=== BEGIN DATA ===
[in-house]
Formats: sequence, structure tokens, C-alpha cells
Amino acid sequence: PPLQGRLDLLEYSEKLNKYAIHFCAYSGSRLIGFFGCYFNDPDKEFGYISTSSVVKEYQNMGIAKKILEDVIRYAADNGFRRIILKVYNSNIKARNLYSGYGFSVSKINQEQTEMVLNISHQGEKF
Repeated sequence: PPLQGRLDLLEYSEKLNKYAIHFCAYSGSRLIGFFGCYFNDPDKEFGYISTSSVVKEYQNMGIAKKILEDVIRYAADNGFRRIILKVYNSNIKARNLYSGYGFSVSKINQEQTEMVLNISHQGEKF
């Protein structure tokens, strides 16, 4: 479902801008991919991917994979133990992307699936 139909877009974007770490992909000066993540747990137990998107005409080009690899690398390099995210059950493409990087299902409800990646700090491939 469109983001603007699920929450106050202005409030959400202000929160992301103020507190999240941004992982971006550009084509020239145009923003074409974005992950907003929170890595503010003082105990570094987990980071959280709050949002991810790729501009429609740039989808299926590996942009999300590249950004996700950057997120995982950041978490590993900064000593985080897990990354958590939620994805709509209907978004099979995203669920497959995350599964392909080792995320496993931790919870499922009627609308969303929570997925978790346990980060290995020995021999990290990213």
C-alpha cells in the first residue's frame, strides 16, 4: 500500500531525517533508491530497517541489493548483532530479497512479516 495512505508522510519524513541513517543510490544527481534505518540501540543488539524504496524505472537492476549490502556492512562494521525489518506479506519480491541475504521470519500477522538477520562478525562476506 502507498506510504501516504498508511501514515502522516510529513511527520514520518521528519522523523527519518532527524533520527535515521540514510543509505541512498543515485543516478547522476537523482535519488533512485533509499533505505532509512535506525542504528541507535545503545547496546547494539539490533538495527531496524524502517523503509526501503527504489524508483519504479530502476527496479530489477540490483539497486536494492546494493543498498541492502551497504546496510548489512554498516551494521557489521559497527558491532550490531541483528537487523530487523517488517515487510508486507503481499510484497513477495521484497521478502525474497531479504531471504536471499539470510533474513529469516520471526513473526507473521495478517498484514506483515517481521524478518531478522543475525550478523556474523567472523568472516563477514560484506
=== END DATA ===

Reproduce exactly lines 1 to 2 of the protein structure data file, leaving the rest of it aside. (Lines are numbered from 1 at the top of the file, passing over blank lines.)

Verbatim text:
[in-house]
Formats: sequence, structure tokens, C-alpha cells